Obesity, conflict, and mental illness contribute most to the ill health and mortality of the world’s population – especially in the U.S., according to the annual Global Burden of Disease study published this month in The Lancet and funded by The Bill & Melinda Gates Foundation.

There’s good news and bad news in this research: on the upside, people are living longer. On the downside, there’s a lot of morbidity – that is, sub-optimal health – in those years. The study examines both YLLs (years of life lost) and YLDs (years lived with disability).

“Death is a powerful motivator, both for individuals and for countries, to address diseases that have been killing us at high rates. But we’ve been much less motivated to address issues leading to illnesses,” said Christopher Murray, director of the Institute for Health Metrics and Evaluation (IHME) at the University of Washington, quoted in Reuters summary of the report.

Let’s dissect the 3 key factors underlying the global disease burden:

Diet and food: Diets low in whole grains, fruit, nuts and seeds, fish oils and high in salt were the most common risk factors, contributing to cases of obesity, high blood pressure, high blood sugar and high cholesterol. Here is Newsweek’s take on eating badly causing death and disability.    Men’s Health magazine was more direct, asserting that, “Your crappy diet is literally killing you.”

Conflict: Deaths due to terrorism and war increased by 143% since 2006 to over 150,000 in 2016. These deaths were concentrated in the Middle East and North Africa. Mortality due to gun deaths grew by 5.7% to 161,000 for deaths due to firearm assaults, and 4.3% for suicide-by-gun (67,500 deaths) over the ten years.

Mental illness: 1.1 billion people living with psychological or psychiatric disorders and substance abuse problems in 2016. Major depressive disorders ranked in the top 10 causes of ill health in all but four countries worldwide. Depression is a major cause of non-fatal disease burden, driving substantial morbidity around the world.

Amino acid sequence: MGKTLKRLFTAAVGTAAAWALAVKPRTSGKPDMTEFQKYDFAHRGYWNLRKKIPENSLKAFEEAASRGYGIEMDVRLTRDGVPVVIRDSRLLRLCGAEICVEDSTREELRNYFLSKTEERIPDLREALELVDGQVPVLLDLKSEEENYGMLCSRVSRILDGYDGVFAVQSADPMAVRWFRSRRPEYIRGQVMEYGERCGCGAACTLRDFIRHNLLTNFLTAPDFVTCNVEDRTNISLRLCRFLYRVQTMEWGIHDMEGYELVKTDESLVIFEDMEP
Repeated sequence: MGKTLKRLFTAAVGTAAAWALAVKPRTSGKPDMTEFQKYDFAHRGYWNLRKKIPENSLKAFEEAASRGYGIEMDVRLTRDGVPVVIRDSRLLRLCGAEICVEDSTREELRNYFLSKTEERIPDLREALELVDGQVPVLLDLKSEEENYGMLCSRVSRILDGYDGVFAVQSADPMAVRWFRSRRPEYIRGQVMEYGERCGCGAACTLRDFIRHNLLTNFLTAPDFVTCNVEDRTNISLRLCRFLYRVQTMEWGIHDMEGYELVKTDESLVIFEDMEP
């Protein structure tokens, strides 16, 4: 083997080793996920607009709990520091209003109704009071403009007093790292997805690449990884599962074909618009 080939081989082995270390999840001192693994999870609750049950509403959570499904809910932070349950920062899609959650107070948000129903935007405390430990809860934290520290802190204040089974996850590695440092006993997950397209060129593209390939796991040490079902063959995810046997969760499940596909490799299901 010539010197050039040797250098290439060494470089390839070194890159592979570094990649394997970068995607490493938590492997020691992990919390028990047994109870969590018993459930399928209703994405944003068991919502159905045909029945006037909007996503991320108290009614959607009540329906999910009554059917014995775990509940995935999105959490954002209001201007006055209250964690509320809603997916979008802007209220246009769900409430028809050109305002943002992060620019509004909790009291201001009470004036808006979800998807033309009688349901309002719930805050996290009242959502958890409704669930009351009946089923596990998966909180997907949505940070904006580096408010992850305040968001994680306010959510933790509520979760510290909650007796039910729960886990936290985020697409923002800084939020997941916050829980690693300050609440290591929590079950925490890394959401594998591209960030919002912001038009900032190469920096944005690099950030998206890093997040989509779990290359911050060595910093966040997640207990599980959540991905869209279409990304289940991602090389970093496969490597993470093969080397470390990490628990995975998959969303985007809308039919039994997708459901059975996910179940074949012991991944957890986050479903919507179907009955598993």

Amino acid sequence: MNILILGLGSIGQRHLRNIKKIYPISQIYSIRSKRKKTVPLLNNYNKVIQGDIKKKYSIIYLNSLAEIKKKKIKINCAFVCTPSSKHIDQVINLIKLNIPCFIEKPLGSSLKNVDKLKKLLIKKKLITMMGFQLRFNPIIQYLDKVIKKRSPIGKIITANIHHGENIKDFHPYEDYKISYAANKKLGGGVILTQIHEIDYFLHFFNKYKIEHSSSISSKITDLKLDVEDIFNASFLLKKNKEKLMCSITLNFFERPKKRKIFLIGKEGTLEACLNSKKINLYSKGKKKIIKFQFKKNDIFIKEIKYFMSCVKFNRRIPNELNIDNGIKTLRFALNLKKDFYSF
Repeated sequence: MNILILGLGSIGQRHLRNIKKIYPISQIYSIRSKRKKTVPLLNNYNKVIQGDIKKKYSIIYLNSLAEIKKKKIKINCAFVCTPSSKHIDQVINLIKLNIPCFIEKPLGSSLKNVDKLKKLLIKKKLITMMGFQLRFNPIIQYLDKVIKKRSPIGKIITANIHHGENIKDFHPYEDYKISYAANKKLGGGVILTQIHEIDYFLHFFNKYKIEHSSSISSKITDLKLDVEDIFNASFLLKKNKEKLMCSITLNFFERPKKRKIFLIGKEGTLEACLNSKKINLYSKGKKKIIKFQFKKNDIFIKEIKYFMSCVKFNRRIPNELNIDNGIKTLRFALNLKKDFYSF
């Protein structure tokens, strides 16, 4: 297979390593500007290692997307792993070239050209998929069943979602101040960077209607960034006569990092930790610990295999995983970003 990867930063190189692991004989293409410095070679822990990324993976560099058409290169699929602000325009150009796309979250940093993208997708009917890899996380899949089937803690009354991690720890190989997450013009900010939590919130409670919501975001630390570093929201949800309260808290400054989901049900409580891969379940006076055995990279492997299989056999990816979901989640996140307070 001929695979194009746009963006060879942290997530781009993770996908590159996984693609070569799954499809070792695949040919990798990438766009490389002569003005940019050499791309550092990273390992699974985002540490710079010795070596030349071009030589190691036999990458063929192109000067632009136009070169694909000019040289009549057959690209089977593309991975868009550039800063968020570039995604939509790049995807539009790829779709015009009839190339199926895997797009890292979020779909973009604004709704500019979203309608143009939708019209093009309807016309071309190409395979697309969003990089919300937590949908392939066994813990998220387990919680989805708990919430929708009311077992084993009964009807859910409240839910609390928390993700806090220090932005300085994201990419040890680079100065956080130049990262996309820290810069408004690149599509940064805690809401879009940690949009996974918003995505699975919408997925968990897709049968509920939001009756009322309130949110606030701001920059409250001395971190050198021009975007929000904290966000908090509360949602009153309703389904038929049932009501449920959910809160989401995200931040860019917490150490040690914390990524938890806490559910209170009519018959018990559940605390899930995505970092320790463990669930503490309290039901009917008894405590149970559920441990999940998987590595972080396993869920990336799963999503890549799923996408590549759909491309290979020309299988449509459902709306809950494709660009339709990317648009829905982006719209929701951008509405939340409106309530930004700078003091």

Over 2,500 researchers from 130 countries collaborated on this study, led by the IHME.

Health Populi’s Hot Points:  In the U.S. and 72% of the world, most deaths are due to non-communicable diseases which can be prevented or postponed through lifestyle choices and behaviors. Diabetes is growing around the world owing to several factors including aging, greater exposure to lifestyle-related risk factors, and high BMI. Treatment improvements are increasing lifespans for people with diabetes, but those increased life-years can often be coupled with other chronic conditions and financial stress on national health systems, leading to people living longer, but with disabilities often preventing folks from their pursuits of happiness — those YLDs are a looming threat for the U.S. healthcare system, public and individual health.

Take diabetes, which is epidemic around the world and, to be sure, in the U.S. New research that will be presented tomorrow at the meeting of the European Association for the Study of Diabetes in Lisbon, Portugal found that millions of Americans with type 2 diabetes and pre-diabetes are at risk for chronic kidney disease, and diabetes-related blindness.

And while cancer death rates are falling due to the use of new and effective treatments, new research learned, there’s more work to be done in preventing cancer’s onset — namely smoking cessation, limiting environmental hazards, and improving nutrition. Note that 7 million people died globally due to tobacco use, the GBD study calculated.

What bolsters health are investments in social determinants and primary care, which are key for both physical and mental health. As health reform discussions continue in the U.S., this GBD research, and the criticality of social determinants and accessible primary care on-ramps, must be considered.

As an example of a wonderful initiative just launched to tackle the GBD, Dr. Tom Frieden, former director of the CDC, and Michael Bloomberg, my favorite ex-healthcare mayor, have come together to fund Resolve, a $225 million program co-sponsored by the Gates Foundation and the Chan Zuckerberg Initiative.